For Your Consideration: The Audience
By Jimmy Verrett, Sr. Creative Director, InVision Communications
How quickly things have changed.
Last month we were zooming from meeting to meeting. Now we’re Zooming meeting to meeting (see what I did there?).
If your experience resembles mine, and I suspect in many ways it does, videoconferencing has become a big part of your day both professionally and personally. Whether it be the kids participating in a virtual school activity, your husband collaborating with colleagues to solve an urgent problem or you leading your finance department from a makeshift home office, your cat knows just when to walk across the keyboard. And, with everyone home at once—each with their own important needs and schedules—blocks of available time to do any one thing are becoming shorter and more fragmented.
It’s messy, chaotic and crazy. It’s also authentic. It’s TRUTH.
In the corporate meeting/event space, our world has quickly moved from 90% live to 100% virtual. This pivot from live to digital brings with it demands for a new way of thinking—one that is in line with the present “work from home” context, particularly that regarding the immediate, continuing demands being placed on your virtual audience members’ time. Here are a few considerations:
Time to Value
Shorten duration of content sessions—attention spans are shorter online and blocks of significant uninterrupted time from the audience are becoming virtually extinct in a work-from-home context.
“75-90 Minutes of Magic”
Pack the best-of-the-best content into tight, short segments and push the rest to video on demand.
Mix it Up
In addition to “keynote” sessions, consider formats that feature multiple people engaged in conversation. Diversifying content formats will help avoid the feeling of repetition and deliver an experience that’s unique, valuable and “sticky.”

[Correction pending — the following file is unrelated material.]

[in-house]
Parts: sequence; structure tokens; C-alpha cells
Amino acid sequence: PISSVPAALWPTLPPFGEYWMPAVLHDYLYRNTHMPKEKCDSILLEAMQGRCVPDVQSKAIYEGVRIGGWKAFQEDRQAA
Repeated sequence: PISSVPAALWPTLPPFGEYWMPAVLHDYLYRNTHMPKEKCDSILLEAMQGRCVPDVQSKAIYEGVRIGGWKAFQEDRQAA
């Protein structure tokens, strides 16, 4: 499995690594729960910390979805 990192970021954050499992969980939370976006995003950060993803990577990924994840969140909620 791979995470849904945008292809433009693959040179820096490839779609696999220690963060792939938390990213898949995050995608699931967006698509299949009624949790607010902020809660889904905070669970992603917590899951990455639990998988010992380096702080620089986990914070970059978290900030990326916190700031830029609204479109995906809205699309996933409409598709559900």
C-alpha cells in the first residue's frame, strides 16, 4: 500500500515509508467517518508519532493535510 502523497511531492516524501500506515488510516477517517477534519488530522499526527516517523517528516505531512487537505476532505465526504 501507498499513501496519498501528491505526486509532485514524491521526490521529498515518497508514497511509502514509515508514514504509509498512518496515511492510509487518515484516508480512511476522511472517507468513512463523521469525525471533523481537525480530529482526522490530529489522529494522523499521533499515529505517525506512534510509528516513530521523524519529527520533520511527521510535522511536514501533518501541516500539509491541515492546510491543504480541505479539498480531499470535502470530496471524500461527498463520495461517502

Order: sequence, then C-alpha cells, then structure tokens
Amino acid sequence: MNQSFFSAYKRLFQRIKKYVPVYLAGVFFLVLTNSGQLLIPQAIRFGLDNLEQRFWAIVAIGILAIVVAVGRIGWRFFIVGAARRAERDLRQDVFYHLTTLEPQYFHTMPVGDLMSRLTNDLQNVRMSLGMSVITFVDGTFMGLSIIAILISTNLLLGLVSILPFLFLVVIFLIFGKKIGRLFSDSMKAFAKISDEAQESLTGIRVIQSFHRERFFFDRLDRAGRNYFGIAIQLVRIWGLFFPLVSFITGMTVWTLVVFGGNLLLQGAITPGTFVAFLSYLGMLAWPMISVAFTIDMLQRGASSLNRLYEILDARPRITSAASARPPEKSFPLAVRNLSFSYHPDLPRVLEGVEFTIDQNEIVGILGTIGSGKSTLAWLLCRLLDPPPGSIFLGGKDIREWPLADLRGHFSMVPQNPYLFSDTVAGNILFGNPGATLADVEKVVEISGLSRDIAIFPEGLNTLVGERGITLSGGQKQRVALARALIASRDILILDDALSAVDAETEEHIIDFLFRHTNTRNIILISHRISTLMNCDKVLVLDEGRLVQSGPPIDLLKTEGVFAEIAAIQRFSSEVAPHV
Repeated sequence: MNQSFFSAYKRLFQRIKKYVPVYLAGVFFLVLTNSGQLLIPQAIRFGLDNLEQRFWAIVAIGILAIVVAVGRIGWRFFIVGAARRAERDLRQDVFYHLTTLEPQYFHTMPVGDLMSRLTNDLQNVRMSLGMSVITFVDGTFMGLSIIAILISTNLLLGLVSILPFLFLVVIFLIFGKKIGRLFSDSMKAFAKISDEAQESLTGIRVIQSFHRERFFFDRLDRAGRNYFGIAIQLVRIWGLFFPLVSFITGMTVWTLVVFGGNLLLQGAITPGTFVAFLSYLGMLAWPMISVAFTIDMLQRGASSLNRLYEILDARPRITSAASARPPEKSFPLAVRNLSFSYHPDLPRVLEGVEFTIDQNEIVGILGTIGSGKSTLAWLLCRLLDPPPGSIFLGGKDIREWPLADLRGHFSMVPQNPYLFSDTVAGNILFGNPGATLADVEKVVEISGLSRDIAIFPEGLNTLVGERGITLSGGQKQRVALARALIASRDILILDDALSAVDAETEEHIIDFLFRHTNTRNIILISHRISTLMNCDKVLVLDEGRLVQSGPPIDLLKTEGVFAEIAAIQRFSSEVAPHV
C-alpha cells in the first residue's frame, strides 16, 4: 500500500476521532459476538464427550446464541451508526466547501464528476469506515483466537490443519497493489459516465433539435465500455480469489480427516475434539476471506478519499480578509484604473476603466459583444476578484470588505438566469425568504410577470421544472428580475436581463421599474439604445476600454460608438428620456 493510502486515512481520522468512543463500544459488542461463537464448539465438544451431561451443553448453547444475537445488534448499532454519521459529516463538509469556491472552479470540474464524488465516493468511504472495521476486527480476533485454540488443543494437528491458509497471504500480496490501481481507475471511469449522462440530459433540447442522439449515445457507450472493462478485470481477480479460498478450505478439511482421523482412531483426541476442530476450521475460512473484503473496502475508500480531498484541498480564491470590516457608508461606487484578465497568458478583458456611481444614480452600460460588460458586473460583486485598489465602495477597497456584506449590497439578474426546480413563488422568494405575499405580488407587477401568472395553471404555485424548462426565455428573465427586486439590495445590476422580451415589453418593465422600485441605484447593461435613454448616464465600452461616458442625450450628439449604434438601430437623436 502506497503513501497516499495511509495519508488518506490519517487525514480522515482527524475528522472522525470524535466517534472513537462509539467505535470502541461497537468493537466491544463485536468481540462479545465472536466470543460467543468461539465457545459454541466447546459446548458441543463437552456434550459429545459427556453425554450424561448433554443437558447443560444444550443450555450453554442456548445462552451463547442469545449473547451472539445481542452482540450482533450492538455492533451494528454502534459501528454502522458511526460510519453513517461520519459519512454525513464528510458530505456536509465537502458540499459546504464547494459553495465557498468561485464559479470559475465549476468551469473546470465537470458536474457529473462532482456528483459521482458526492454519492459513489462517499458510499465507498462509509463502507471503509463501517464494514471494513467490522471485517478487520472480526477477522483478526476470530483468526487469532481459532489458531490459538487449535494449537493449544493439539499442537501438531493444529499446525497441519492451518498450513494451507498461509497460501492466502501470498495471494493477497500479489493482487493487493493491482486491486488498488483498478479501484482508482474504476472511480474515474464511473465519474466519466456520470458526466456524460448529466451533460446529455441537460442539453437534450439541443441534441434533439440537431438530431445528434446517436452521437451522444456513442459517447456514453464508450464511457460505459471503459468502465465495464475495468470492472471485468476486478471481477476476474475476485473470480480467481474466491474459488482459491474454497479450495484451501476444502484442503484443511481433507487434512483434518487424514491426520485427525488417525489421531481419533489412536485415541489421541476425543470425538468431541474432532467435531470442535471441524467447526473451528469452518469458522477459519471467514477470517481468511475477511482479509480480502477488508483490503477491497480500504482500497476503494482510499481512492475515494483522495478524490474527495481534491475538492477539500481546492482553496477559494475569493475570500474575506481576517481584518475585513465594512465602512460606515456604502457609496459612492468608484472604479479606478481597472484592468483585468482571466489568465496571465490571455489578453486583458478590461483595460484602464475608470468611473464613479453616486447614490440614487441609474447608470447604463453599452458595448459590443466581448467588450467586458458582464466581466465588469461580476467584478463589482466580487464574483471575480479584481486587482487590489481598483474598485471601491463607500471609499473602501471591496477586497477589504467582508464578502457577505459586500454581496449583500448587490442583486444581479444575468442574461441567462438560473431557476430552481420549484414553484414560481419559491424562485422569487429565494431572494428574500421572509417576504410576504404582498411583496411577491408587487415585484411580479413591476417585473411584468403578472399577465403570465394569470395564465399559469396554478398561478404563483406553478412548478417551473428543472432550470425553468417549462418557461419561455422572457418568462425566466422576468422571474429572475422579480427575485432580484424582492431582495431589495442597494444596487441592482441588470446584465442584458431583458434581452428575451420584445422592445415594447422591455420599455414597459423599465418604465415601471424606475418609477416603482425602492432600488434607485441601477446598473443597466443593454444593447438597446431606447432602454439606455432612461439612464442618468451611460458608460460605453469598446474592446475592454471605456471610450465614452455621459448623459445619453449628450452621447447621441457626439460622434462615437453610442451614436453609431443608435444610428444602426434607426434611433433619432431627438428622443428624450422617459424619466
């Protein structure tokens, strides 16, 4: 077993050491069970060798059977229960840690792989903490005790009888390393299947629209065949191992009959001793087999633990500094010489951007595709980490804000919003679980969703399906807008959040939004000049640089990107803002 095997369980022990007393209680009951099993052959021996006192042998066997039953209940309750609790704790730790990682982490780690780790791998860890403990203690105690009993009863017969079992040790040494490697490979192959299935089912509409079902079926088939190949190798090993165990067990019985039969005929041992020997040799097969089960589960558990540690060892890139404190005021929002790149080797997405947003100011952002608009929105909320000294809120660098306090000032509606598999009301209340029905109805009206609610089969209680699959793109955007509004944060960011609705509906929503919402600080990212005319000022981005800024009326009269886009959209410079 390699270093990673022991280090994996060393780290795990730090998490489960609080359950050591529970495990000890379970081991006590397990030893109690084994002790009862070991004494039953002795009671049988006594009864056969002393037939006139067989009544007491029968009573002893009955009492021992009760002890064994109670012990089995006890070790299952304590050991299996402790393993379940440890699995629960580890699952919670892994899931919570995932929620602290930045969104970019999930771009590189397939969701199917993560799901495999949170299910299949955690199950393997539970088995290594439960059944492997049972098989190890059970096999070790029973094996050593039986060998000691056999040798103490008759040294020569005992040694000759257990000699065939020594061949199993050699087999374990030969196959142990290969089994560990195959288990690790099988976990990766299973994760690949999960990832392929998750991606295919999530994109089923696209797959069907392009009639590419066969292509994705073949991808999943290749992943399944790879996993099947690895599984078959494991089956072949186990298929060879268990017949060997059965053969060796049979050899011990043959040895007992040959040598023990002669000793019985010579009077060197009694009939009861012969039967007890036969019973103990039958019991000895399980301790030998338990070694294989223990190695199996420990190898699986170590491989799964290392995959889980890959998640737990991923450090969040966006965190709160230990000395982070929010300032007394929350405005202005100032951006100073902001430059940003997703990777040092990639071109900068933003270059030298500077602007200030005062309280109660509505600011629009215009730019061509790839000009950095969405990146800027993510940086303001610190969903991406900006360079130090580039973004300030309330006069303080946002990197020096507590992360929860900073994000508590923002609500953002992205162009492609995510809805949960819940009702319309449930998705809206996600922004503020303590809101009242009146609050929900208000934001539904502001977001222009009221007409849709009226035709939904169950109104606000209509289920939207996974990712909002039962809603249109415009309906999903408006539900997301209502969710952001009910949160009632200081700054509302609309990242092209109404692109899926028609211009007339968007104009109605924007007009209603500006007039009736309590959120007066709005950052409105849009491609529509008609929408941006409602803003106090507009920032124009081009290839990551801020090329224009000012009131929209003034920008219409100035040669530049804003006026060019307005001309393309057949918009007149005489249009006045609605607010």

Frames, Loops, Bumpers, Lower Thirds
Bring visual continuity and flow via branded transitional media, motion graphics, lower thirds and a branded “frame” for the digital experience.
Utilize branded interstitials throughout the program to keep viewers engaged, point them to on-demand content and promote upcoming content segments.
Consider featuring a musical artist to anchor the close of a session. This will advance “stickiness” and perhaps create brand value if the artist and the presenting organization are aligned around a specific cause or cause-based initiative. For public-facing events, musical performances are a powerful way to create conversation and media buzz.
For most every organization, the present context is not one in which “marketing” may be particularly welcomed by potential customers/consumers. This sort of communication will likely be seen as uncomfortable and “tone deaf.” What is welcome, however, is truth. Facts. Simply-stated appeals. Respect. Consideration. In times of challenge the thirst for kindness and humanity is acute.
In my role as a Creative Director I, at times, wrestle with how best to convince an executive who’s very excited about their the new widget or widget as a service (WaaS?), that an audience member will struggle to sit in front of a computer for a four-hour virtual keynote/demo even though they may have been happy to do so at a live event.
While I always preach “consider the audience,” it is now, more than ever, essential to do so. Individual audience members are willing to invest time and engage in your event experience virtually from home and will happily do so if they believe value to be present. But only to a point.
So, during these challenging times let’s not wear out our welcome. Let’s be brief, be bold and be gone. Your customers will love you all the more for it.